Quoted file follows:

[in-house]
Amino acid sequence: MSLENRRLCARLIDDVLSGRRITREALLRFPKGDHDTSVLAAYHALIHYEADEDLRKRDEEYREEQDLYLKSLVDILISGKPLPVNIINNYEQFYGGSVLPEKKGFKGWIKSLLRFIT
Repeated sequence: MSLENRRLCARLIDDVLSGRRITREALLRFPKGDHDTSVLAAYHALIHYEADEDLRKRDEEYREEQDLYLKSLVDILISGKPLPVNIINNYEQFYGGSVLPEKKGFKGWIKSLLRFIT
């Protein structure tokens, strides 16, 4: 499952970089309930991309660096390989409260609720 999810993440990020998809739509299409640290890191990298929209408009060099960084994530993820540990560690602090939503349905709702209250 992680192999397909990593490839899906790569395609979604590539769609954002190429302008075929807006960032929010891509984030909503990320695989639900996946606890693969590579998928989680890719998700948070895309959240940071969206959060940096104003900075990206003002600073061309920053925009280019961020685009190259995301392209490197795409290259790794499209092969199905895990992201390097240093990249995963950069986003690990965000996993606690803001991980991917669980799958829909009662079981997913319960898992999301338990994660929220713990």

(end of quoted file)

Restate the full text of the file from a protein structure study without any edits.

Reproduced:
[in-house]
Amino acid sequence: MSLENRRLCARLIDDVLSGRRITREALLRFPKGDHDTSVLAAYHALIHYEADEDLRKRDEEYREEQDLYLKSLVDILISGKPLPVNIINNYEQFYGGSVLPEKKGFKGWIKSLLRFIT
Repeated sequence: MSLENRRLCARLIDDVLSGRRITREALLRFPKGDHDTSVLAAYHALIHYEADEDLRKRDEEYREEQDLYLKSLVDILISGKPLPVNIINNYEQFYGGSVLPEKKGFKGWIKSLLRFIT
């Protein structure tokens, strides 16, 4: 499952970089309930991309660096390989409260609720 999810993440990020998809739509299409640290890191990298929209408009060099960084994530993820540990560690602090939503349905709702209250 992680192999397909990593490839899906790569395609979604590539769609954002190429302008075929807006960032929010891509984030909503990320695989639900996946606890693969590579998928989680890719998700948070895309959240940071969206959060940096104003900075990206003002600073061309920053925009280019961020685009190259995301392209490197795409290259790794499209092969199905895990992201390097240093990249995963950069986003690990965000996993606690803001991980991917669980799958829909009662079981997913319960898992999301338990994660929220713990």